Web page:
Wednesday, December 22, 2010

An Essay about Depression.

This is an essay on depression I wrote for a class. I got a fairly good grade on it. Works Cited are at the bottom of the page. I hope someone benefits from this. :)
---------------------------------------------------

Depression is a disease that affects thousands of people in all walks of life and in all cultures. It is even considered a leading cause of medical harm in developing countries. Despite its prevalence, depression is a disease that many people misunderstand. As a sufferer of depression, I hear a lot of people tell me that it is “all in my head” or that I should “just get over it.” Another misconception of depression is that it will simply go away once someone has been prescribed medication. Depression is a topic that many people do not wish to talk about. It is easy to understand why people who do not live with depression choose to avoid it as a topic of conversation. In general, when people hear that a friend has depression, they avoid that friend. It could be because they feel that their depressed friend will make them depressed or that they don’t know what to say to help. Many times, the avoidance response isn’t even a conscious decision. Because of the social pressure to not burden friends and family with negativity, many sufferers of depression do not wish to learn anything about their illness. Even though the disease may negatively impact their lives, they are hesitant to find out more information because they feel that learning about the disease acknowledges the fact that they are indeed ill. Doctors depend on input from patients in order to recommend treatments and evaluate the progress of treatments already in place. If a patient isn’t honest with the doctor, the doctor can only make guesses as to how to treat their patient. On top of this, doctors are pressured by pharmaceutical companies to sell “quick fixes” to as many patients as possible. This pressure tends to create a less than desirable relationship between doctors and patients, making patients even more hesitant to speak up.
A large majority of people believe that there are no physical symptoms associated with depression. Even people who have been diagnosed with depression do not believe that there are physical symptoms. A survey in Atlanta concluded that “72% of people with major depression did not believe, prior to their diagnosis, that painful physical symptoms such as unexplained headache, backache, gastrointestinal disturbance and vague aches and pains, were common symptoms of depression.” (World) yet over 75% of the respondents to the same survey reported that they were bothered enough by these symptoms to go see a doctor. Patients have a tendency to not go to a doctor unless something causes a significant disruption to their daily life. When a physical symptom comes up, especially one that is debilitating enough to affect performance at work or in school, many people wish for the condition to simply go away. They treat the problem as a disease in and of itself, rather than figuring out if it is a symptom of a more complicated illness. They go to the doctor with their physical complaints, and too often, depression isn’t even discussed. Doctors, when presented with unexplained physical symptoms rarely think of depression. As a result, a patient may be subject to a wide variety of tests that yield no useful results. Patients could avoid tensions with their doctor and doctors could save patients the aggravation of fumbling around for an answer if depression were discussed as a possible diagnosis.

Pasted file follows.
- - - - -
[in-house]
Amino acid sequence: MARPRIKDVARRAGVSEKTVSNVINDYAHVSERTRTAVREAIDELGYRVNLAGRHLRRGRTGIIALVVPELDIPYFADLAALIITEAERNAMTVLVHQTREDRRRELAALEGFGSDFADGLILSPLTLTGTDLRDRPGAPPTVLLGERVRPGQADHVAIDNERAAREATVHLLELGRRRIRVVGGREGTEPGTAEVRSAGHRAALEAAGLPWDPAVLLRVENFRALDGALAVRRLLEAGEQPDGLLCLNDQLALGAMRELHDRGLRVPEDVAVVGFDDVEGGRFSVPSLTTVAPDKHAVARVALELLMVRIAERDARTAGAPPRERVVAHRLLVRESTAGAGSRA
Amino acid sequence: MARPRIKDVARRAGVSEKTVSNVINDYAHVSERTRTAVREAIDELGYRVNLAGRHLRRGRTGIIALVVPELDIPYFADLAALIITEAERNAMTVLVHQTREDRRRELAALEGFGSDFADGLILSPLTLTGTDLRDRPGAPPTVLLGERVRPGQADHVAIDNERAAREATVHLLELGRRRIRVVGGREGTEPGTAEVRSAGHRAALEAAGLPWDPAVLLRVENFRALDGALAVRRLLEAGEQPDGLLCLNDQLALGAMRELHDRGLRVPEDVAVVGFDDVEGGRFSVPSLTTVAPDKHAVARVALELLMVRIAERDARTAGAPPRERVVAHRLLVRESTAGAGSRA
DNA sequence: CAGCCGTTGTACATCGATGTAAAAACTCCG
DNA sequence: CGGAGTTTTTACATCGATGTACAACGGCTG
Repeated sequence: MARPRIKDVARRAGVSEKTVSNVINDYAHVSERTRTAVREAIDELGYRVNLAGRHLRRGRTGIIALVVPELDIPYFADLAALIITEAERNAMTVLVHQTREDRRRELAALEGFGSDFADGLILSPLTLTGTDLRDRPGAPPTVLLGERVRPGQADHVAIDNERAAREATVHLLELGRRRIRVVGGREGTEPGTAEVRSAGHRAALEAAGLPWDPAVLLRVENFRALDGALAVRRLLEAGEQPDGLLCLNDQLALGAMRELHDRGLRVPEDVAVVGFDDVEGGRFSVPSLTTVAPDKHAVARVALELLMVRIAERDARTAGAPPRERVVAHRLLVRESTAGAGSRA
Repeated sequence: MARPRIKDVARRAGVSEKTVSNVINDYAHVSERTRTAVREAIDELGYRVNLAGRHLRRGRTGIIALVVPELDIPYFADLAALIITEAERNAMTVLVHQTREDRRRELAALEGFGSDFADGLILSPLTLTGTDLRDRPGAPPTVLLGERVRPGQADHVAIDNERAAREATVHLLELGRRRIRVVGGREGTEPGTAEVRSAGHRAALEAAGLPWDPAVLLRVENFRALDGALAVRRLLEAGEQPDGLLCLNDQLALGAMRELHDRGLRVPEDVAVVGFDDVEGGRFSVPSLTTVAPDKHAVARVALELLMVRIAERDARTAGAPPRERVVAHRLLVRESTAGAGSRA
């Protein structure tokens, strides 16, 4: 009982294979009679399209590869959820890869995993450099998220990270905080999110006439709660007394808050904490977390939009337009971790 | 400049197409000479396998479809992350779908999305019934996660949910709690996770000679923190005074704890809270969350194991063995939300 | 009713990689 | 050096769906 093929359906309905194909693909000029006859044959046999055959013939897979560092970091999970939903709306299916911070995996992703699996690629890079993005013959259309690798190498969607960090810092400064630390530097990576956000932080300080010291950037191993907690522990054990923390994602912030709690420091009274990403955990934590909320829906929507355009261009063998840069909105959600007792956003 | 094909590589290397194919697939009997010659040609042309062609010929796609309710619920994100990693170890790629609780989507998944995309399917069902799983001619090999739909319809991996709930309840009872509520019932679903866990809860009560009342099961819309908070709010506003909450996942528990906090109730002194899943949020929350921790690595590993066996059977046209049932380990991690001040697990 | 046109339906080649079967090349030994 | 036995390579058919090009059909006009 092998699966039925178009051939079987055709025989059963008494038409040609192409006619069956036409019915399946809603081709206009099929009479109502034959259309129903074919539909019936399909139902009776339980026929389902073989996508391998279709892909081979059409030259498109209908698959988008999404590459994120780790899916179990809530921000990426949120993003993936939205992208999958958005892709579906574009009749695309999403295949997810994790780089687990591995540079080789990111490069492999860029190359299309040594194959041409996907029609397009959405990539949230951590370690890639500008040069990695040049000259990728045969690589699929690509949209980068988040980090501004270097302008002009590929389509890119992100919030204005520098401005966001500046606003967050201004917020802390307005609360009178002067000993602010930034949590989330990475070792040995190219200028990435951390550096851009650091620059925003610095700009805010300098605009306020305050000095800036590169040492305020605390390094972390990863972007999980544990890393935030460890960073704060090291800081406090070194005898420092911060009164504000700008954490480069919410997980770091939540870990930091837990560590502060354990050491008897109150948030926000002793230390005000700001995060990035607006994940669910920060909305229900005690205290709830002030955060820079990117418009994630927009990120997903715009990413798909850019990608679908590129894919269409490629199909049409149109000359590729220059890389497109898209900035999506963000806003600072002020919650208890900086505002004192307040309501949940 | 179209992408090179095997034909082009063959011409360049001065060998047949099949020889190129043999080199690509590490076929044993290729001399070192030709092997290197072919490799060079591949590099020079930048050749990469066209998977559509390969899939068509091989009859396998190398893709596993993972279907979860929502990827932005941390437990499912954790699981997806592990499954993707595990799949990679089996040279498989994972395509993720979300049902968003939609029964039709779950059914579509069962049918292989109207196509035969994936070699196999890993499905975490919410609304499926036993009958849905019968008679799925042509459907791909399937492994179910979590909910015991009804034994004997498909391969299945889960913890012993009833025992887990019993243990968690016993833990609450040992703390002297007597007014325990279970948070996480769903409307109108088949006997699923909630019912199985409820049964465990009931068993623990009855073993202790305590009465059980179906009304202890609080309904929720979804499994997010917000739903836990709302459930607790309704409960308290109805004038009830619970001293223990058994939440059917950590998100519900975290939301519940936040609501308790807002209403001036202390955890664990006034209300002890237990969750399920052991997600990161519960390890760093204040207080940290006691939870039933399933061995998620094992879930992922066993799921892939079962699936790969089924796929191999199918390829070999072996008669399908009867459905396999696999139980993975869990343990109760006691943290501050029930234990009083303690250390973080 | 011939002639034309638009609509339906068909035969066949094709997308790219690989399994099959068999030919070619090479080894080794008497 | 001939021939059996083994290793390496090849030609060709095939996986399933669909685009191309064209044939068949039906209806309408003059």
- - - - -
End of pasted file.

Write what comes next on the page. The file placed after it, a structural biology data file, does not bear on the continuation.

When people do see a doctor for depression, they are often prescribed medication. Psychiatric medication has increased in popularity significantly in recent years. With the introduction of drugs such as Prozac, more and more people have been turning to psychiatric medications in order to cope with depression. In 2002 it was estimated “that around 46 million prescriptions were written for psychiatric medications” (Davis-Berman and Pestello) even though the documented side effects of these medications are quite unpleasant. Side effects can be uncomfortable and even life threatening, and yet people are hesitant to ask their doctors about them. Many sufferers of depression think that once they are on medication, the process of treating the disease is over. Advertisements for anti-depressant medication tend to mislead consumers into thinking that taking one pill will cure them. Advertisements also have a tendency to gloss over the potential side effects of the medications they are trying to sell. Even though some depression sufferers do see immediate improvement with the first medication they try while suffering no side effects, this is the exception rather than the rule. There is no magic pill that works for everyone. Each medication has different effects on the brain and no two brains are exactly alike. Unfortunately, the hesitation by patients to discuss the side effects of the medications they are prescribed often lead to a worsening of depression symptoms. The mental and physical side effects of medications, especially those that involve sexual function, often make the patient suffer symptoms of depression that are worse than the original complaint.